The whole Generation Y concept of work- where flexibility, work life balance and a socially responsible employer is demanded by jobseekers - is set to change. That’s according to Steve Carter, Managing Director of accountancy and finance recruitment specialist Nigel Lynn.
“I’m not suggesting that we shouldn’t have flexibility in the workplace”, says Carter, far from it, but according to recent research from the London Business School, while Generation X often requires flexibility for childcare, Generation Y demands it for lifestyle reasons. And according to a report in The Observer back in May, Generation Y jobseekers are “ready to resign if their jobs are not fulfilling and fun, with decent holidays and the opportunity to take long stretches off for charity work or travel.”
“In this market, that attitude isn’t going to go down terribly well with potential employers - many of whom may well be boomers and Generation X themselves and who had to really buckle down during the last major recession. And it’s going to be those people who can demonstrate that they can add real value to a business that will succeed. That means getting back to the Generation X ethos of hard work, long hours and potentially less time off. There will also need to be an acceptance that Generation X managers and leaders who have worked through a major downturn in the past will have valuable lessons to pass on. And above all, job seekers will need to demonstrate an attitude which reflects what they can do for their employer - not what their employer can do for them!”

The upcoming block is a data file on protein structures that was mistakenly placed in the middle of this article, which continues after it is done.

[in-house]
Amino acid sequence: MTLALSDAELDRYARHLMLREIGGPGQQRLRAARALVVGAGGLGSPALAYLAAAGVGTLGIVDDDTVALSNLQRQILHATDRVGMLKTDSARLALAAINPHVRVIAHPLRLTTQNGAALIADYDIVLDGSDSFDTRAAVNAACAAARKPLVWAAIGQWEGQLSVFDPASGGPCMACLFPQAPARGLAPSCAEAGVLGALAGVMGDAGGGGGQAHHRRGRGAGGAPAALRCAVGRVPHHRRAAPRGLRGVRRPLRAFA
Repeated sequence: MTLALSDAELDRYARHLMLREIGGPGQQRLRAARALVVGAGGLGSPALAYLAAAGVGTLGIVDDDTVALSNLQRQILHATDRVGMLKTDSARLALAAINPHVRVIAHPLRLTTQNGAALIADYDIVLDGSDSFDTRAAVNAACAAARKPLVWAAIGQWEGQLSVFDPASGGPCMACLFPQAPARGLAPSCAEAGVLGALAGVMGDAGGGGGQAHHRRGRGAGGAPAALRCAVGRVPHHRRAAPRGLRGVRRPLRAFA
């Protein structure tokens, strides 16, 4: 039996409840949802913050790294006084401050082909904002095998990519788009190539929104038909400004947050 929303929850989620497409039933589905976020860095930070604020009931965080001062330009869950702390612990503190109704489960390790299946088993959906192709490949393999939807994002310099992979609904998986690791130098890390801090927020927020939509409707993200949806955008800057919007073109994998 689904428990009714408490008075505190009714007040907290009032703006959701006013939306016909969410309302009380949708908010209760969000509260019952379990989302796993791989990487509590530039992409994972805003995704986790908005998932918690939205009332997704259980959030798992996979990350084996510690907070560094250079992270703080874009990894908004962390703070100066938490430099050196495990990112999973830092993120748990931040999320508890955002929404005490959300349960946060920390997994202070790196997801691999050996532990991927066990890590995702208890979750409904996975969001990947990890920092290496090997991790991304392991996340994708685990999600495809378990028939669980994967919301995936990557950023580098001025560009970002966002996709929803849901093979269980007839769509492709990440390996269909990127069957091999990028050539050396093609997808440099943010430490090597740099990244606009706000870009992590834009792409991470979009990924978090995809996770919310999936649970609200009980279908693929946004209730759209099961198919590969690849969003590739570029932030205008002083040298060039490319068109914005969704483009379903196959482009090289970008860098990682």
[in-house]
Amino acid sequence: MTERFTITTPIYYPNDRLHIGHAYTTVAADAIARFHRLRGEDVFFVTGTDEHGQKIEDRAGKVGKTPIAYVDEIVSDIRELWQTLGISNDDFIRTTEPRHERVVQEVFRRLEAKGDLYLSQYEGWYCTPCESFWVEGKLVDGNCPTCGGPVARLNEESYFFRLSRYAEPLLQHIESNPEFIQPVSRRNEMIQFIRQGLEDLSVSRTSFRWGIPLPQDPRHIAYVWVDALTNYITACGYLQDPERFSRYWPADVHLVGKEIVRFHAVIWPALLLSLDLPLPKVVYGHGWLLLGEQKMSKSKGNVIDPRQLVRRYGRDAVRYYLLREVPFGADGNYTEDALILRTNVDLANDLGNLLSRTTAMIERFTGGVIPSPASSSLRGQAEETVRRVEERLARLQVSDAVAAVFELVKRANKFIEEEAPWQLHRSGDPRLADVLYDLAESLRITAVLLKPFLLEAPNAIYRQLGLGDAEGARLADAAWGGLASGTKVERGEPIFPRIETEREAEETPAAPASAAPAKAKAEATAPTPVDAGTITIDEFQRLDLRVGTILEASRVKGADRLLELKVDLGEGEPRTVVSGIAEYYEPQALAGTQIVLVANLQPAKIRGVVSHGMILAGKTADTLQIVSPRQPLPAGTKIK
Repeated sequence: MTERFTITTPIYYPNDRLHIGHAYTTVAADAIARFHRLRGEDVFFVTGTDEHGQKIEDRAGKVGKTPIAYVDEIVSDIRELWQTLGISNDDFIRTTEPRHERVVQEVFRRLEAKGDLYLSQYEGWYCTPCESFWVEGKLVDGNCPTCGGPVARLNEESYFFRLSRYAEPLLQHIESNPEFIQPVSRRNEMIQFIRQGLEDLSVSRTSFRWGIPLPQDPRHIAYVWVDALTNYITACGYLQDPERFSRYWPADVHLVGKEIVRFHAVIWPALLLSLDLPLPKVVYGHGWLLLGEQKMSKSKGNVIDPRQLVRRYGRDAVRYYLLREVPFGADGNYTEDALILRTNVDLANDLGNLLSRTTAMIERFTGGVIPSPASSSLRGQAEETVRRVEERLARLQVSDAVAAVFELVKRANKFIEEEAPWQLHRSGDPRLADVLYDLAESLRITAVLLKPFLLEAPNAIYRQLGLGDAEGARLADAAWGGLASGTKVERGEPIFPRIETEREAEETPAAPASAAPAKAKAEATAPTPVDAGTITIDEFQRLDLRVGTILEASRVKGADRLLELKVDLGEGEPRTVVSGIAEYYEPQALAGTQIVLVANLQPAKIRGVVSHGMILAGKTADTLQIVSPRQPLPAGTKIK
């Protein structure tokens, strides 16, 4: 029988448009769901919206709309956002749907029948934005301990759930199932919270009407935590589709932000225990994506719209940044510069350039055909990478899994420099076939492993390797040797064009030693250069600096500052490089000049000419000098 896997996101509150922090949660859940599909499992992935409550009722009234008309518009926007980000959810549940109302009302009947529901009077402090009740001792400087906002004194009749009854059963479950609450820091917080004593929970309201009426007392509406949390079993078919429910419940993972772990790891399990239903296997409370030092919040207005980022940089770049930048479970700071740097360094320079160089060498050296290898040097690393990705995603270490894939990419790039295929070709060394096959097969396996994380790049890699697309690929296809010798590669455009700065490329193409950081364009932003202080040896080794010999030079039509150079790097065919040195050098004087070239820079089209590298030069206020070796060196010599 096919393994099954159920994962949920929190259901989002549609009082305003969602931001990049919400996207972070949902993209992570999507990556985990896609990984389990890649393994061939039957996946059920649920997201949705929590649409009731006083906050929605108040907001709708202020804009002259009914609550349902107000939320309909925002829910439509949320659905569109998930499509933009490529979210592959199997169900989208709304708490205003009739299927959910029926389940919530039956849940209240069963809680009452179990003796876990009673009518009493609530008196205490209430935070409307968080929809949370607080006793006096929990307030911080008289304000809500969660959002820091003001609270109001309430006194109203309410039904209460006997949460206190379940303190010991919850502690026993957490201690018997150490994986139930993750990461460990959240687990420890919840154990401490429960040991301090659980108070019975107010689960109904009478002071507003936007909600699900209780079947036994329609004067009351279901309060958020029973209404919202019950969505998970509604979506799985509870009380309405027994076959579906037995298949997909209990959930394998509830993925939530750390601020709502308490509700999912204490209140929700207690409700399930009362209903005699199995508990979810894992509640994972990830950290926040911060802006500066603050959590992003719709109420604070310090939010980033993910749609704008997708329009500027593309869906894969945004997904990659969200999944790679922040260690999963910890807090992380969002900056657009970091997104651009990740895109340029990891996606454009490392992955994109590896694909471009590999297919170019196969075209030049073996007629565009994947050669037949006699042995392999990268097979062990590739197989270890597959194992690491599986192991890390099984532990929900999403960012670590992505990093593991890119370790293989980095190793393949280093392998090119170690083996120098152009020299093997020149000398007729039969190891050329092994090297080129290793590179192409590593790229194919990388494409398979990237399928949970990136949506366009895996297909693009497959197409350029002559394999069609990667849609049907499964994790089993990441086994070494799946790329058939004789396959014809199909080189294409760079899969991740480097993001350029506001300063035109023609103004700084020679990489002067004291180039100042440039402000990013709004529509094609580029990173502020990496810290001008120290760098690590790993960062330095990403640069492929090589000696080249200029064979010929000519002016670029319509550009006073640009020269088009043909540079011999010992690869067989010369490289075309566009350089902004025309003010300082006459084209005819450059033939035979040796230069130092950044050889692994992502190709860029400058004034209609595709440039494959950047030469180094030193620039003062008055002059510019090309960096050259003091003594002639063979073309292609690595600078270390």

Generation Y is a group that has never witnessed recession or economic hardship. They have grown up in a booming economy with rising house prices and a raging war for talent and so it is not surprising that they tend to talk about what they want from work. They may have some hard lessons to learn in the months to come.
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